- Associated Press - Sunday, February 15, 2015

CHATTANOOGA, Tenn. (AP) - The Tennessee Valley has one of the worst records for timely adoptions in the state, according to the state’s Department of Children’s Services.

In the 2013-2014 fiscal year, only 24 percent of the region’s adoptions were finalized within two years of the date the child entered state custody, The Chattanooga Times Free Press (https://bit.ly/1DdeIcn) reported.

That’s the second-lowest percentage in the state, and well below other regions, where the numbers more typically range between 36 percent and 55 percent. In the state’s top region, 65 percent of adoptions are finalized within two years. The average for all regions is 42 percent.

“Our little boy took three years to adopt,” said one foster mom, who asked to remain anonymous to avoid damaging her relationship with DCS. “It’s taking so long. You’ve got to look at the regional leadership, the court system and the judicial system. Why are we allowing this to happen?”

Federal laws urge states to move children in their custody quickly from foster care to a permanent home. A quick end to the limbo of state custody is critical for a child’s well-being, federal agencies say.

Experts say a number of factors affect adoption rates and it’s hard to connect the Tennessee Valley’s low numbers to any one aspect in particular.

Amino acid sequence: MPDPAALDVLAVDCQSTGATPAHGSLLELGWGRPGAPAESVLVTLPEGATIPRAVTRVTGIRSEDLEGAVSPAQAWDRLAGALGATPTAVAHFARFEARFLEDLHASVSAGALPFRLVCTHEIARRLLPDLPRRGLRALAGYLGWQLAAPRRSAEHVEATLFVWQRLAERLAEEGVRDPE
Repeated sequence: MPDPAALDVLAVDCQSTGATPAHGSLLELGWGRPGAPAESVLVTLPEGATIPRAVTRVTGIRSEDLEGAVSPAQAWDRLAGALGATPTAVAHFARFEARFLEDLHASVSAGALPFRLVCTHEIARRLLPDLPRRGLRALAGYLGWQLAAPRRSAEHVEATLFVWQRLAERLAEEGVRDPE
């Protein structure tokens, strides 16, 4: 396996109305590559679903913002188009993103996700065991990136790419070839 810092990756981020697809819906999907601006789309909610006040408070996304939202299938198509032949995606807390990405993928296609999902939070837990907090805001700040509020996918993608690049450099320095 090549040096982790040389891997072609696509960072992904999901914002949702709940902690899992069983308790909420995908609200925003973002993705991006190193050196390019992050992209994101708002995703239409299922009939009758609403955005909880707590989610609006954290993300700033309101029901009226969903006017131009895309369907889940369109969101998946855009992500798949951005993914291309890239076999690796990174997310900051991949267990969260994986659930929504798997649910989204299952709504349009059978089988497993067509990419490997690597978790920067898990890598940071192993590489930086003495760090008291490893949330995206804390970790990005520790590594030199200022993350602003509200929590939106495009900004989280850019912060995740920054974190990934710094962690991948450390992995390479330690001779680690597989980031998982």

Local foster parents say DCS case workers are overworked and that the agency places a heavy focus on reuniting children with their biological parents, often giving the parents extra chances to earn back their child’s custody - a process that can drag on for months.

But leaders at DCS say the process to terminate the biological parents’ rights and initiate adoption is inherently complicated and time-consuming, and that each case is unique so it’s difficult to draw a sweeping conclusion about a region’s efficiency based on one overall number.

“This is a very tough measure because the adoption process itself is very time-consuming,” said Bonnie Hommrich, deputy commissioner for child programs. “It’s a very hard measure to make within 24 months.”

Plus, the total number of adoptions that a region completes each year can sway where it ends up in the statewide rankings, she added. Regions that do fewer adoptions are more affected by a few stalled adoptions than regions that handle significantly more adoptions.

In the Tennessee Valley’s 11-county region, 81 adoptions were finalized in the 2013-2014 fiscal year. In North Cumberland - the region ranked the highest for quick adoptions - the number was 132.

Yet while the state’s Northwest region completed only 20 adoptions in the period, the area still ranked higher than the Tennessee Valley: It closed 39 percent of adoptions within two years, compared to the Valley’s 24 percent.


Information from: Chattanooga Times Free Press, https://www.timesfreepress.com

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